Unless instructed otherwise, position the crown of the plant at or just below the soil surface. Planting depth is critical; if the crown is planted too deeply, it may develop crown rot. Untangle and spread the roots. Fill the planting hole with soil, gently firm it around the roots and water thoroughly. You may want to mark or protect the plants, since when dormant they may be forgotten or stepped on accidentally.
It is a misconception that because perennials last from year to year they require little maintenance and care. While some perennials survive with little care, more require some attention to look their best. In many cases perennial beds require more work than annual beds, which can be completely renovated rather easily each year. But the rewards of perennials make the added maintenance worthwhile.
Perennials vary in their drought tolerance, but more require an ample moisture supply at least during periods of active growth. Do not rely on normal rainfall; irrigate if necessary. Allow the water to penetrate deeply. Frequent light waterings are not advisable because they wet only the upper soil depths and result in shallow root growth and wet foliage and flowers, an invitation to many diseases. Soaker hoses and drip irrigation systems work well with perennials.
Mulching helps conserve moisture, control weeds and improve the overall appearance of the garden. Mulches also tend to prevent soil crusting, which retards water penetration, and prevent soil from splashing on lower leaves and flowers. Mulches also provide an added degree of winter protection. A word of caution: Heavy mulches that hold moisture can be detrimental, particularly to plants subject to crown rot. Pine bark, pine straw, wood chips and a variety of other materials are used successfully.
Maintenance fertilization is essential to the continued growth of perennials. An application of 8-8-8 or 10-10-10 (1½ pounds per 100 square feet) should be applied in early spring and once or twice again during the growing season. Maintenance fertilization practices should be based on soil tests; application of phosphorus is frequently unnecessary once adequate soil levels become established. Water the bed after application so that the fertilizer enters the soil and is available to the plant. Wash any fertilizer off the foliage to prevent fertilizer burn.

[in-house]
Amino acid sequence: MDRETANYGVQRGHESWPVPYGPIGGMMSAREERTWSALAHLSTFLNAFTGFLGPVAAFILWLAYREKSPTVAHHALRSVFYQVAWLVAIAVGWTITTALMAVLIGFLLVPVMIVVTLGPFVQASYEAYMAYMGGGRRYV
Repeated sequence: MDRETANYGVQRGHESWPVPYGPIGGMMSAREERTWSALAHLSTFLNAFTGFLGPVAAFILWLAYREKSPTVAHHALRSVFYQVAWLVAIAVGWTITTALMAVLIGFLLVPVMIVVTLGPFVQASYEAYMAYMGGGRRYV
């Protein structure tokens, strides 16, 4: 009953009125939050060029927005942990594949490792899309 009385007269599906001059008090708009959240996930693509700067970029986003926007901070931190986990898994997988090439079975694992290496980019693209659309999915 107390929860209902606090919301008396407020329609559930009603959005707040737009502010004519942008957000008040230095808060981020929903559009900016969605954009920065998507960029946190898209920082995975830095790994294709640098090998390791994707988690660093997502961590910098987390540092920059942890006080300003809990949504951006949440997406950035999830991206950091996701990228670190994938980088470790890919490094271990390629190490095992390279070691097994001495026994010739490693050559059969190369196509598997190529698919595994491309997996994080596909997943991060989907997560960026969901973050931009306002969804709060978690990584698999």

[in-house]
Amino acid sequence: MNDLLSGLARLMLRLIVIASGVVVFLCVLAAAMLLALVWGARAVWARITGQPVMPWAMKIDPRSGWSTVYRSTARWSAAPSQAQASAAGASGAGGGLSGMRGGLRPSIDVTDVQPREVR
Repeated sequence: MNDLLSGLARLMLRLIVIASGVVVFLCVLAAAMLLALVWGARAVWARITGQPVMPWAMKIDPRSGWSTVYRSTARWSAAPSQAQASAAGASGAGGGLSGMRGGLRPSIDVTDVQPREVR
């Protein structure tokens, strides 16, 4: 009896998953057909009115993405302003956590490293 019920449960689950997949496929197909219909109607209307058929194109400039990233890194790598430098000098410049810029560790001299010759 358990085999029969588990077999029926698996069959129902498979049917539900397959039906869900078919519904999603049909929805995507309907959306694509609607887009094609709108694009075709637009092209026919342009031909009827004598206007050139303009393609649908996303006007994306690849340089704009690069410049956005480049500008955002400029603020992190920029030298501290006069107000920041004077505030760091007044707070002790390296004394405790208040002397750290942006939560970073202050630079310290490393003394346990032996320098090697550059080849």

A well-prepared bed requires little cultivation. Deep cultivation is likely to injure roots and often uncovers weed seeds, which can then germinate. Weed control should usually be done by hand weeding or with the use of herbicides. Exercise extreme caution when using a herbicide. Very few are suitable for use around perennials. Read the label carefully to be sure it will not injure desirable plants.
Many perennials are top heavy and require support to prevent them from bending or falling over during wind and rain. A number of methods can be used to lend support, but simple wire, plastic or bamboo stakes are often the easiest. Done correctly, the plants grow to cover the stakes so that they need not detract from the appearance of the plant. Be careful not to twist the ties too tightly because girdling may result.
To maintain vigorous growth, remove mature flowers; do not allow seeds to form. Removal will often stimulate growth of side shoots on which additional flowers will form.
Remove dead foliage and stems in the fall. Remember that it is natural for the tops of many perennials to be killed to the ground by frost. Some herbaceous perennials have evergreen foliage.
While the length of time varies, most perennials eventually become overcrowded and require division. Mature clumps can be cut or pulled apart. Divisions should usually contain three to five shoots or growing points. Discard any weak or diseased divisions. The time to divide perennials varies somewhat, but is most often fall or early spring, coinciding with desired planting dates. Many perennials are easily propagated in this way.
Many perennials can also be propagated by stem cuttings; garden phlox is a good example. Cuttings should be 3 to 6 inches long. Strip the lower foliage and insert the cuttings into the rooting medium. Cuttings should be protected against drying (a plastic tent or large glass jar works well) until roots form, at which time they can be transplanted to pots or beds. Most such cuttings are taken in late spring or early summer to allow plenty of time for rooting and establishment before cold weather.
Some perennials can be propagated from root cuttings, which are taken when the plant is dormant. Oriental poppy is an example.
Many perennials can also be seed propagated. In many cases, however, vegetation propagation is preferred because the desirable characteristics of the parent plant are retained in the new plants. Some variation is to be expected in seed propagated plants; resulting seedlings can be inferior to parent plants.
Seed propagation techniques are essentially like those used with annuals. Seeds of many perennials, however, do have special requirements, often a need for chilling, before germination can occur. Be sure you know these specific requirements before attempting to propagate perennials by seeds.
No plant is completely immune to insects and diseases; perennials are no exception. A wide spectrum of insects and diseases can attack perennials and may require control measures. Quite often, proper site selection and good cultural practices will prevent many disease problems.
For the identification and recommended control of specific insect and disease pests, consult your county Extension agent.
The following is a list of commonly grown perennials satisfactory for most areas of Georgia. It is by no means comprehensive—many other lesser-known perennials also grow well. The plants are listed alphabetically by common name with additional common names in parentheses.